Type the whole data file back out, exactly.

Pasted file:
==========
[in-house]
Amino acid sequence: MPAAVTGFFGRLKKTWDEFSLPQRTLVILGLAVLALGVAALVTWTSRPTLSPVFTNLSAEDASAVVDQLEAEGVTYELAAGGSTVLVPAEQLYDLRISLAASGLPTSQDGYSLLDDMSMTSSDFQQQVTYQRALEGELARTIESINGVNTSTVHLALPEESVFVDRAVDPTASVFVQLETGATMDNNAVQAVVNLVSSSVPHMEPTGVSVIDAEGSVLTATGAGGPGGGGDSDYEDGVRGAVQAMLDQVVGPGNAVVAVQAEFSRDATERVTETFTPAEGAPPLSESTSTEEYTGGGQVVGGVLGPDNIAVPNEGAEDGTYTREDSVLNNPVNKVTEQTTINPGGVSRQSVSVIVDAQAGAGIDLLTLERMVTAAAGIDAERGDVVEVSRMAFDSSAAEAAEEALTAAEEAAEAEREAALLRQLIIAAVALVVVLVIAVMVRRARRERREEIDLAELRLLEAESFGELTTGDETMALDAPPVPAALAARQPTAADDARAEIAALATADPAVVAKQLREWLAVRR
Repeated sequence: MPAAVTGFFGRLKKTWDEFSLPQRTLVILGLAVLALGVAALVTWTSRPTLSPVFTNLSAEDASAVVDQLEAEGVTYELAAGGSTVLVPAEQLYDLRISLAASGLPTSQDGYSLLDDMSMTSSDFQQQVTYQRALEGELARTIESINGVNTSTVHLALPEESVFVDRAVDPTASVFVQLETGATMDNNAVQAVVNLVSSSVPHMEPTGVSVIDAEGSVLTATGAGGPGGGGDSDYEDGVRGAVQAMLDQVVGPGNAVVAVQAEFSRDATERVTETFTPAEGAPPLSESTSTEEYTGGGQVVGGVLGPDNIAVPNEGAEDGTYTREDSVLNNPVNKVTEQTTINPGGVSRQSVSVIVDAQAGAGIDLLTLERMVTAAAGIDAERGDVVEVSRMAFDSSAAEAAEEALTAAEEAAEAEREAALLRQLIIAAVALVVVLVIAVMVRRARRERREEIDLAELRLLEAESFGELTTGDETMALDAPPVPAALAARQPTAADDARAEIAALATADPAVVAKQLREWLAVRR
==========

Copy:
[in-house]
Amino acid sequence: MPAAVTGFFGRLKKTWDEFSLPQRTLVILGLAVLALGVAALVTWTSRPTLSPVFTNLSAEDASAVVDQLEAEGVTYELAAGGSTVLVPAEQLYDLRISLAASGLPTSQDGYSLLDDMSMTSSDFQQQVTYQRALEGELARTIESINGVNTSTVHLALPEESVFVDRAVDPTASVFVQLETGATMDNNAVQAVVNLVSSSVPHMEPTGVSVIDAEGSVLTATGAGGPGGGGDSDYEDGVRGAVQAMLDQVVGPGNAVVAVQAEFSRDATERVTETFTPAEGAPPLSESTSTEEYTGGGQVVGGVLGPDNIAVPNEGAEDGTYTREDSVLNNPVNKVTEQTTINPGGVSRQSVSVIVDAQAGAGIDLLTLERMVTAAAGIDAERGDVVEVSRMAFDSSAAEAAEEALTAAEEAAEAEREAALLRQLIIAAVALVVVLVIAVMVRRARRERREEIDLAELRLLEAESFGELTTGDETMALDAPPVPAALAARQPTAADDARAEIAALATADPAVVAKQLREWLAVRR
Repeated sequence: MPAAVTGFFGRLKKTWDEFSLPQRTLVILGLAVLALGVAALVTWTSRPTLSPVFTNLSAEDASAVVDQLEAEGVTYELAAGGSTVLVPAEQLYDLRISLAASGLPTSQDGYSLLDDMSMTSSDFQQQVTYQRALEGELARTIESINGVNTSTVHLALPEESVFVDRAVDPTASVFVQLETGATMDNNAVQAVVNLVSSSVPHMEPTGVSVIDAEGSVLTATGAGGPGGGGDSDYEDGVRGAVQAMLDQVVGPGNAVVAVQAEFSRDATERVTETFTPAEGAPPLSESTSTEEYTGGGQVVGGVLGPDNIAVPNEGAEDGTYTREDSVLNNPVNKVTEQTTINPGGVSRQSVSVIVDAQAGAGIDLLTLERMVTAAAGIDAERGDVVEVSRMAFDSSAAEAAEEALTAAEEAAEAEREAALLRQLIIAAVALVVVLVIAVMVRRARRERREEIDLAELRLLEAESFGELTTGDETMALDAPPVPAALAARQPTAADDARAEIAALATADPAVVAKQLREWLAVRR